The thing with adjustable suspension is that the possibilities are infinite. It depends on so many variables, including rider weight, road surface, tyres, tyre pressures and, of course, rider skill. All of us found a different setting that seemed to work, and most of us needed a bit of guidance in getting there. TVS really needs to make sure that they can teach their customers how to set up the suspension, because while adjustable suspension lets you dial in the bike nicely, it can also really mess things up if you don’t know what you’re doing.

    We had a couple of track sessions with the bike, and by the second session with the suspension set-up to each rider’s liking, the RR felt faster steering, beautifully composed through the fast corners and better controlled overall.

    What remains the same

    The riding experience is otherwise very similar to the old bike, with a responsive and rev happy engine, but one that continues to produce a buzzy feeling in the handlebar, fuel tank and footpegs. The bike continues on the excellent Michelin Road 5 tyres which grip really well in the dry and perform superbly in the wet. If anything, we’d have liked to see some changes to the brakes, at least in the Dynamic package, maybe in the form of a bigger disc or more aggressive pads. As things stand, these brakes, though good, are not outstanding.

    The only issue I have which the RR carries over from last year’s BS6 upgrade is that the throttle response in Track and Sport mode is a little too sharp, which makes it tricky to gently modulate the throttle in higher speed corners. The response in Road mode is much easier to get along with, but sadly this reduces the power output to 25hp, which is pointless on the track.

    That aside, I thoroughly enjoyed the benefits from both these optional kits. If you’re an existing RR 310 customer, fret not, as these parts will be made available to you too. But the company hasn’t yet released what the individual prices of these components will be.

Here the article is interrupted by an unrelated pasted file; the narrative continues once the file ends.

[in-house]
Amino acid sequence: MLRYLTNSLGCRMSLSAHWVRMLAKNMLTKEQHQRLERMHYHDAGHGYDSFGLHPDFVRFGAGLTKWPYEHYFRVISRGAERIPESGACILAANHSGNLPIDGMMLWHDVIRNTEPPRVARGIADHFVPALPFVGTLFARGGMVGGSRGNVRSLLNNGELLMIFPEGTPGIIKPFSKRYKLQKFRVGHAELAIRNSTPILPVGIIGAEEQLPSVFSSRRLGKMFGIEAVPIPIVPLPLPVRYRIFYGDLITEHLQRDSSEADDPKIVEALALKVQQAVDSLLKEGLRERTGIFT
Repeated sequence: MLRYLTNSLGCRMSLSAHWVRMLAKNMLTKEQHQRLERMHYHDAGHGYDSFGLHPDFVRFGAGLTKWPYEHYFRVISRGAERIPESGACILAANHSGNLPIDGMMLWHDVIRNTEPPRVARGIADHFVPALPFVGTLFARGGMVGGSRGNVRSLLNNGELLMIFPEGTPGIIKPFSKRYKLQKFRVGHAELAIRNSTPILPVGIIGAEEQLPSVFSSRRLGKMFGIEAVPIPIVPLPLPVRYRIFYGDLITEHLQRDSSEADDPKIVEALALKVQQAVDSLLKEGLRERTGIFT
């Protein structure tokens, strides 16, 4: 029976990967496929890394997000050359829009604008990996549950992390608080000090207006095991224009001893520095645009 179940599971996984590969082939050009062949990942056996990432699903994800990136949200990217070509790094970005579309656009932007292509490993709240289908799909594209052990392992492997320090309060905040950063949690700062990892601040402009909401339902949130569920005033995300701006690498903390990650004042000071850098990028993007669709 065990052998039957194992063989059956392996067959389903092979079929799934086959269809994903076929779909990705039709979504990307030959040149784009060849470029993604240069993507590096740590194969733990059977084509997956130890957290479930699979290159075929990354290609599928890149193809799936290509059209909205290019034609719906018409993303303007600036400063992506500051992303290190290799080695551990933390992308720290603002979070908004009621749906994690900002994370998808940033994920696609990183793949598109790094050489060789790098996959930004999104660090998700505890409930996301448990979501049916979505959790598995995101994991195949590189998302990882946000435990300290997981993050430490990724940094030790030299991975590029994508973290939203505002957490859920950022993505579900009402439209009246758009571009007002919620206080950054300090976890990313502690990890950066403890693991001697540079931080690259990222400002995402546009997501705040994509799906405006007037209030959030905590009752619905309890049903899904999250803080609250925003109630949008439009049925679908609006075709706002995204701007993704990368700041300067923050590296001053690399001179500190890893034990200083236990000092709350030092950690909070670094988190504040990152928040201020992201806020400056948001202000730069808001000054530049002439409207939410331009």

For 2021, TVS has also updated the standard bike with a few new features for its TFT display, including a new day-tripmeter, a digital document storage option, a programmable speed warning and a dynamic rev limit which lowers the indicated redline if the engine temperature is either too low or too high. The exhaust has also been reworked and produces a similar, but cleaner sound with less of the metallic roughness from the old bike. And finally, there’s a new wave-design key that TVS says offers better security and be used to adjust the suspension damping screws. However, we found that the key tends to etch the screw face and we’d probably stick to using a proper screwdriver to make adjustments.

    Money matters

    The base bike now costs Rs 2.6 lakh ex-showroom, which is about Rs 5,000 more than the previous bike. If you purchase it via BTO, you can add the Dynamic kit for Rs 12,000, the Race Kit for Rs 5,000 and the Race replica colour scheme for Rs 4,500. Doing so will take the price right up to the KTM RC 390 that currently stands at Rs 2.8 lakh ex-showroom. However, there’s a new RC just around the corner, and its price is probably going to go up.

    TVS says that a bike ordered via BTO will take between one and two months to reach the customer and that, for now, BTO bikes will be restricted to 100 units per month. However, the company plans to raise that to 150 units for the first two months. BTO starts off with the RR 310, but TVS says that more models will be added to this program in the future.

    As for now, we still need to see how these changes feel on the road. Nevertheless, these new kits have increased the RR 310’s appeal as an overall package and the bike is ready to take the fight to the KTM.

    Tech Specs